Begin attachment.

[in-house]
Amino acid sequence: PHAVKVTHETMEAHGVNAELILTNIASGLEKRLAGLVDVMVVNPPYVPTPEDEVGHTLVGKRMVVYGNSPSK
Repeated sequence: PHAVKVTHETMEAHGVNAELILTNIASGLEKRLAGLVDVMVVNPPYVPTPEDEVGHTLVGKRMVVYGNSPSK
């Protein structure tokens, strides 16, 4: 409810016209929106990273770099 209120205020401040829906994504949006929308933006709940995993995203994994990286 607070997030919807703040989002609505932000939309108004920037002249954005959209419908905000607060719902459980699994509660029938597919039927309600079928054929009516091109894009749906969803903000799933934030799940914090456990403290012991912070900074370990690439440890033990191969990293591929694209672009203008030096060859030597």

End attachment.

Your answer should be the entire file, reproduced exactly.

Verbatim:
[in-house]
Amino acid sequence: PHAVKVTHETMEAHGVNAELILTNIASGLEKRLAGLVDVMVVNPPYVPTPEDEVGHTLVGKRMVVYGNSPSK
Repeated sequence: PHAVKVTHETMEAHGVNAELILTNIASGLEKRLAGLVDVMVVNPPYVPTPEDEVGHTLVGKRMVVYGNSPSK
């Protein structure tokens, strides 16, 4: 409810016209929106990273770099 209120205020401040829906994504949006929308933006709940995993995203994994990286 607070997030919807703040989002609505932000939309108004920037002249954005959209419908905000607060719902459980699994509660029938597919039927309600079928054929009516091109894009749906969803903000799933934030799940914090456990403290012991912070900074370990690439440890033990191969990293591929694209672009203008030096060859030597």